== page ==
HDFC Bank, SBI, others not adhering to norms on bulk SMSes, says Trai

Topics TRAI  | HDFC Bank | sbi

TRAI's norms for commercial messages, based on blockchain technology, aim to curb unsolicited and fraudulent messages

The telecom regulator on Friday released a list of 40 "defaulter" principal entities, including large banks like HDFC Bank, SBI and ICICI Bank, that are not fulfilling the regulatory norms on bulk commercial messages despite repeated reminders.

Hardening its stance on the issue, the Telecom Regulatory Authority of India (TRAI) warned that defaulting entities should comply with the stipulated requirements by March 31, 2021 "to avoid any disruption in the communication with customers" from April 1, 2021.

"As sufficient opportunity has been given to principal entities/ telemarketers to comply with the regulatory requirements and that the consumers cannot be deprived of the benefits of the regulatory provisions any further, therefore it has been decided that from April 1, 2021, any message failing in the scrubbing process due to non-compliance of regulatory requirements will be rejected" by the system, TRAI said in a statement.

TRAI's norms for commercial messages, based on blockchain technology, aim to curb unsolicited and fraudulent messages.

The norms require bonafide entities sending commercial text messages to register message header and templates with telecom operators. The SMSes and OTPs, when sent by user entities (banks, payment companies and others), are checked against the templates registered on the blockchain platform -- a process called SMS scrubbing.

TRAI has analysed the scrubbing data and reports submitted by the telecom service providers and also held a meeting with telemarketers/ aggregators on March 25, 2021.

"It has been informed that Principal Entities including major banks like State Bank of India, HDFC Bank, Punjab National Bank, Axis Bank etc are not transmitting mandatory parametres like content template IDs, PE IDs etc. even in those cases where content templates have been registered, while sending such messages to telecom service providers for delivery," TRAI said.

The regulator, on analysing the cases of failure of messages due to scrubbing, found that various principal entities and telemarketers are not fulfilling regulatory requirements.

In the absence of these necessary parameters, the messages are bound to be rejected by the system during the scrubbing process.

TRAI has released a list of 40 "defaulter" principal entities which includes large banks like Bank of Baroda, Bank of India, ICICI Bank, and big names like Reliance Retail Ltd, and Samsung India Electronics Pvt Ltd.

Others in the list include Life Insurance Corporation of India and National Stock Exchange of India Ltd.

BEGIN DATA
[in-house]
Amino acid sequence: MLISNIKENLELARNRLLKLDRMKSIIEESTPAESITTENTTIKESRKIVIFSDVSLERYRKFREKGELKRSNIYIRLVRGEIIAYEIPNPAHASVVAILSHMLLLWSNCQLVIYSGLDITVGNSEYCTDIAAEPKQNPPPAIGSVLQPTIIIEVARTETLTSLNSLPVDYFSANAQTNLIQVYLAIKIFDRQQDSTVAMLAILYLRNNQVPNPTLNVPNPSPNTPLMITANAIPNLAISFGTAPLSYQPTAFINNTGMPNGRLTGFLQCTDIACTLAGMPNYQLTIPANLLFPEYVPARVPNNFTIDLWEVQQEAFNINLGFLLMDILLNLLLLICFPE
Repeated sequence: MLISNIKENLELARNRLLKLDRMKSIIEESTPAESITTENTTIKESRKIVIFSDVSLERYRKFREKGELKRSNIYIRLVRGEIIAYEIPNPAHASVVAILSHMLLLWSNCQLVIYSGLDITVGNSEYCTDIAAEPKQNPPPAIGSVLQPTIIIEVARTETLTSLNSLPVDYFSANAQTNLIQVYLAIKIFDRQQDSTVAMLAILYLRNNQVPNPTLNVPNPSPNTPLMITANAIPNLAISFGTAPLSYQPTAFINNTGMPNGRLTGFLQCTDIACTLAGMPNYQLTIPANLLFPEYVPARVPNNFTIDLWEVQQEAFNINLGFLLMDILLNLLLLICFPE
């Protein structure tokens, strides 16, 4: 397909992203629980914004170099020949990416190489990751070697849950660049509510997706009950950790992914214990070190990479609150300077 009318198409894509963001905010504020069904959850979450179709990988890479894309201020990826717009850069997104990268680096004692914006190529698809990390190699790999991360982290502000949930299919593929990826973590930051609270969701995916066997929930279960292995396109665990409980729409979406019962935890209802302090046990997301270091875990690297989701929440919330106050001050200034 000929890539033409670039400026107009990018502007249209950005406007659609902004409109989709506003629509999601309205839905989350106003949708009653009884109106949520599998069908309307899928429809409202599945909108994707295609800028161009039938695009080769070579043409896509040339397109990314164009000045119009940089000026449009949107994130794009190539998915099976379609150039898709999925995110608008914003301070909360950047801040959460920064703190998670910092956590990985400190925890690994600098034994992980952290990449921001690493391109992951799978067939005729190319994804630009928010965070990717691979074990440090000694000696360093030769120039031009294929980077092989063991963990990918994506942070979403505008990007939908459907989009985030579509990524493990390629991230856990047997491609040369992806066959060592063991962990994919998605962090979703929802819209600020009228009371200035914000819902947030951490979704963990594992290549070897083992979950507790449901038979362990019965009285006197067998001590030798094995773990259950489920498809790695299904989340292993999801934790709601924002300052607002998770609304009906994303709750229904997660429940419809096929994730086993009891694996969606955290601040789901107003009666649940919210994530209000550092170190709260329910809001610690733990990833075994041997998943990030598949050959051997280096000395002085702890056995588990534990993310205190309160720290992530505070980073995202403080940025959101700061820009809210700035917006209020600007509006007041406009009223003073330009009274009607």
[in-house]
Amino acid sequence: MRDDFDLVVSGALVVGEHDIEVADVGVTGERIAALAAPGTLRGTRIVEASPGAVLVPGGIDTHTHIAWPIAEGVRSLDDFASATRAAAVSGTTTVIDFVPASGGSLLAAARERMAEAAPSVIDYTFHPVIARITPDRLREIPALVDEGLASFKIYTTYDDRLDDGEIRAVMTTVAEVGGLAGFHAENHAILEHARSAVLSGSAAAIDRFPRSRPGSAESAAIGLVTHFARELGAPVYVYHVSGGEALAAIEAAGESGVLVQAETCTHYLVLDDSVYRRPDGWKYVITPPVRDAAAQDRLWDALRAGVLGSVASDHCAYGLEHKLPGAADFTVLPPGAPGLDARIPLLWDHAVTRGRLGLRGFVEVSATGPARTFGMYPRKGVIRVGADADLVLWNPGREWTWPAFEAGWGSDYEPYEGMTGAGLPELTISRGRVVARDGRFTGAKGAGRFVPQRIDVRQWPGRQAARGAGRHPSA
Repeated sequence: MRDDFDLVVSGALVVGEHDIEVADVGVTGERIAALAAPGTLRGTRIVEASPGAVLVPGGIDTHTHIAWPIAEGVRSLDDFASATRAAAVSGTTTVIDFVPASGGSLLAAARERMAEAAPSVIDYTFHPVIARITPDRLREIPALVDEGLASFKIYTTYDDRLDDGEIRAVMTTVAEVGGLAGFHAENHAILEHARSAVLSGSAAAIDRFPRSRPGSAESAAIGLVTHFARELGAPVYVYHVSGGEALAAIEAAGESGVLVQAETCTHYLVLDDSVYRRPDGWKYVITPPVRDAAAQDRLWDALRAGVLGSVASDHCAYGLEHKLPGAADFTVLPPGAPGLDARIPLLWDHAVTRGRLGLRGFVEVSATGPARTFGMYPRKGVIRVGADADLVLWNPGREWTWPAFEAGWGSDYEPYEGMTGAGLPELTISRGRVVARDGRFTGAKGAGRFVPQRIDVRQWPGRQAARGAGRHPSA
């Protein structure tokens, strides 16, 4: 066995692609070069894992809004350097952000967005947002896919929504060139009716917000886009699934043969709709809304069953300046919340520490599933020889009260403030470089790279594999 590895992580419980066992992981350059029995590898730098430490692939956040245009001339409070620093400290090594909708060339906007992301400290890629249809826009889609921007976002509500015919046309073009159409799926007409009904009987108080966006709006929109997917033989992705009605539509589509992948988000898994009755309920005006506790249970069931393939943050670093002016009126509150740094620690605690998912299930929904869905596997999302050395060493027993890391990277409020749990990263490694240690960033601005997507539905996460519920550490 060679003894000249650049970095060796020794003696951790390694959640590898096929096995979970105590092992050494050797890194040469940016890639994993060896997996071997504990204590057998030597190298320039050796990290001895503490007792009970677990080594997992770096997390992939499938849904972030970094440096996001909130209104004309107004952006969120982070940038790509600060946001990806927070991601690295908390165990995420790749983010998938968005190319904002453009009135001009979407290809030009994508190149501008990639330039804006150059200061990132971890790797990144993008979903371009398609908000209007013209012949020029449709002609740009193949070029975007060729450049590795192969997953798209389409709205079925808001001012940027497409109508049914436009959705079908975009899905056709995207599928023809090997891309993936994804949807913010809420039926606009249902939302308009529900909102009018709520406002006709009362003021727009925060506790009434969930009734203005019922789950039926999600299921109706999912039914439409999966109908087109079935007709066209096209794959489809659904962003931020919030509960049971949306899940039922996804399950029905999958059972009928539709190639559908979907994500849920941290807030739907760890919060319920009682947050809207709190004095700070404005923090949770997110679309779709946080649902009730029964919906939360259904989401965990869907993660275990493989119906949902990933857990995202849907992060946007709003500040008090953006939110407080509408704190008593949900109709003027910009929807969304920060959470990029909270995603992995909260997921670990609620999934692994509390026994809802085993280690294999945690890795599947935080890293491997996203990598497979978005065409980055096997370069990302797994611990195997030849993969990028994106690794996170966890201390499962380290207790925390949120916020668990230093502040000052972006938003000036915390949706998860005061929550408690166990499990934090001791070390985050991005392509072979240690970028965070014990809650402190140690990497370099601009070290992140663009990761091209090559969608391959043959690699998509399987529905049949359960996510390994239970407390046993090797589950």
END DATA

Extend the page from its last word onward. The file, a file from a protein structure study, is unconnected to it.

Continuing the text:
Separately, TRAI has also issued a list of 40 "defaulter telemarketers".

"Sufficient time has already been given to the Principal Entities/ telemarketers and other entities to comply with the regulatory framework. However, it appears that few entities are not only indifferent but also not serious enough in complying with the provisions of the regulations thereby causing inconvenience to customers," the TRAI statement said.

This "should not and cannot" be allowed to continue, it asserted.

Enforcement of TRAI regulations is vital as delivery of non compliant messages allows fraudulent miscreants to conveniently misuse the message delivery system for cheating and defrauding customers, it contended.

TRAI said entities involved in sending out bulk commercial messages should fulfil regulatory requirements.

It urged regulatory bodies like RBI, SEBI, IRDA, central and state government departments and other establishments to "impress upon Principal entities" under their jurisdiction to follow the regulatory requirements strictly.

Earlier this month, transactions, including banking, credit card payment and certain other services that involve SMSes and OTP generation, had faced an major outage when telcos implemented the TRAI norms for commercial messages, without the balancing measures in place by principal entities (entities that send out bonafide bulk, commercial messages).

Following the disruption, TRAI has given a temporary breather to such companies, but had insisted that they take immediate measures to comply with the norms.

(Only the headline and picture of this report may have been reworked by the Business Standard staff; the rest of the content is auto-generated from a syndicated feed.)

Dear Reader,

Business Standard has always strived hard to provide up-to-date information and commentary on developments that are of interest to you and have wider political and economic implications for the country and the world. Your encouragement and constant feedback on how to improve our offering have only made our resolve and commitment to these ideals stronger. Even during these difficult times arising out of Covid-19, we continue to remain committed to keeping you informed and updated with credible news, authoritative views and incisive commentary on topical issues of relevance.

We, however, have a request.

As we battle the economic impact of the pandemic, we need your support even more, so that we can continue to offer you more quality content. Our subscription model has seen an encouraging response from many of you, who have subscribed to our online content. More subscription to our online content can only help us achieve the goals of offering you even better and more relevant content. We believe in free, fair and credible journalism. Your support through more subscriptions can help us practise the journalism to which we are committed.

Support quality journalism and subscribe to Business Standard.

Digital Editor

Business Standard is now on Telegram.
For insightful reports and views on business, markets, politics and other issues, subscribe to our official Telegram channel